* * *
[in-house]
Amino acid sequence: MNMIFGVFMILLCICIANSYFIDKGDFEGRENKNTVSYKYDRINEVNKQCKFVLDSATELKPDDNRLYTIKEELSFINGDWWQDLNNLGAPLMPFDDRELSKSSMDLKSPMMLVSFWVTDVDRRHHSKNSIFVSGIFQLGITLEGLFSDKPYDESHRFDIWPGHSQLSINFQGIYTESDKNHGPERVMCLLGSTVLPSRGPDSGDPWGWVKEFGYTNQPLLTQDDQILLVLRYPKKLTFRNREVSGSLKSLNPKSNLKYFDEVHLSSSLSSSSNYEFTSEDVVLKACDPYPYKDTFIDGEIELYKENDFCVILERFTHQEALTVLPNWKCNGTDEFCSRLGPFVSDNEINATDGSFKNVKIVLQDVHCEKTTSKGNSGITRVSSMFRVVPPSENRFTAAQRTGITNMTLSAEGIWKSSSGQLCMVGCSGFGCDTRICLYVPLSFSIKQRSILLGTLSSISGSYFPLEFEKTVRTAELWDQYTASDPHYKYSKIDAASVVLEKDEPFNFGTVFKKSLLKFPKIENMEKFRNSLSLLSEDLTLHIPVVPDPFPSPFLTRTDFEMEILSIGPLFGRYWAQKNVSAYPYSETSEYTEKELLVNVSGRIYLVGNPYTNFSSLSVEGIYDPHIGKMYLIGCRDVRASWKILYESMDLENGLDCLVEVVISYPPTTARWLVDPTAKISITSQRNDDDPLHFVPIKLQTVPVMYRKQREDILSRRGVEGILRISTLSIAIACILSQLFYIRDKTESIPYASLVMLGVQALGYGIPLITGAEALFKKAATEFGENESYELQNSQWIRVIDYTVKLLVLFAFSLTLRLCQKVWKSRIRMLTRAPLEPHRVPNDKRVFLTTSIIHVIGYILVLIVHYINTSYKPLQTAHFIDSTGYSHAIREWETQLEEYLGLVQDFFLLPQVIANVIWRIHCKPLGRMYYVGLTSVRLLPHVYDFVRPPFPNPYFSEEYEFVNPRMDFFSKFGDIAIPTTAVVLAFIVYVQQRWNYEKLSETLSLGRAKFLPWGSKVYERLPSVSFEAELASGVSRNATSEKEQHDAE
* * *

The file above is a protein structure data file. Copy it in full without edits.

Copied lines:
[in-house]
Amino acid sequence: MNMIFGVFMILLCICIANSYFIDKGDFEGRENKNTVSYKYDRINEVNKQCKFVLDSATELKPDDNRLYTIKEELSFINGDWWQDLNNLGAPLMPFDDRELSKSSMDLKSPMMLVSFWVTDVDRRHHSKNSIFVSGIFQLGITLEGLFSDKPYDESHRFDIWPGHSQLSINFQGIYTESDKNHGPERVMCLLGSTVLPSRGPDSGDPWGWVKEFGYTNQPLLTQDDQILLVLRYPKKLTFRNREVSGSLKSLNPKSNLKYFDEVHLSSSLSSSSNYEFTSEDVVLKACDPYPYKDTFIDGEIELYKENDFCVILERFTHQEALTVLPNWKCNGTDEFCSRLGPFVSDNEINATDGSFKNVKIVLQDVHCEKTTSKGNSGITRVSSMFRVVPPSENRFTAAQRTGITNMTLSAEGIWKSSSGQLCMVGCSGFGCDTRICLYVPLSFSIKQRSILLGTLSSISGSYFPLEFEKTVRTAELWDQYTASDPHYKYSKIDAASVVLEKDEPFNFGTVFKKSLLKFPKIENMEKFRNSLSLLSEDLTLHIPVVPDPFPSPFLTRTDFEMEILSIGPLFGRYWAQKNVSAYPYSETSEYTEKELLVNVSGRIYLVGNPYTNFSSLSVEGIYDPHIGKMYLIGCRDVRASWKILYESMDLENGLDCLVEVVISYPPTTARWLVDPTAKISITSQRNDDDPLHFVPIKLQTVPVMYRKQREDILSRRGVEGILRISTLSIAIACILSQLFYIRDKTESIPYASLVMLGVQALGYGIPLITGAEALFKKAATEFGENESYELQNSQWIRVIDYTVKLLVLFAFSLTLRLCQKVWKSRIRMLTRAPLEPHRVPNDKRVFLTTSIIHVIGYILVLIVHYINTSYKPLQTAHFIDSTGYSHAIREWETQLEEYLGLVQDFFLLPQVIANVIWRIHCKPLGRMYYVGLTSVRLLPHVYDFVRPPFPNPYFSEEYEFVNPRMDFFSKFGDIAIPTTAVVLAFIVYVQQRWNYEKLSETLSLGRAKFLPWGSKVYERLPSVSFEAELASGVSRNATSEKEQHDAE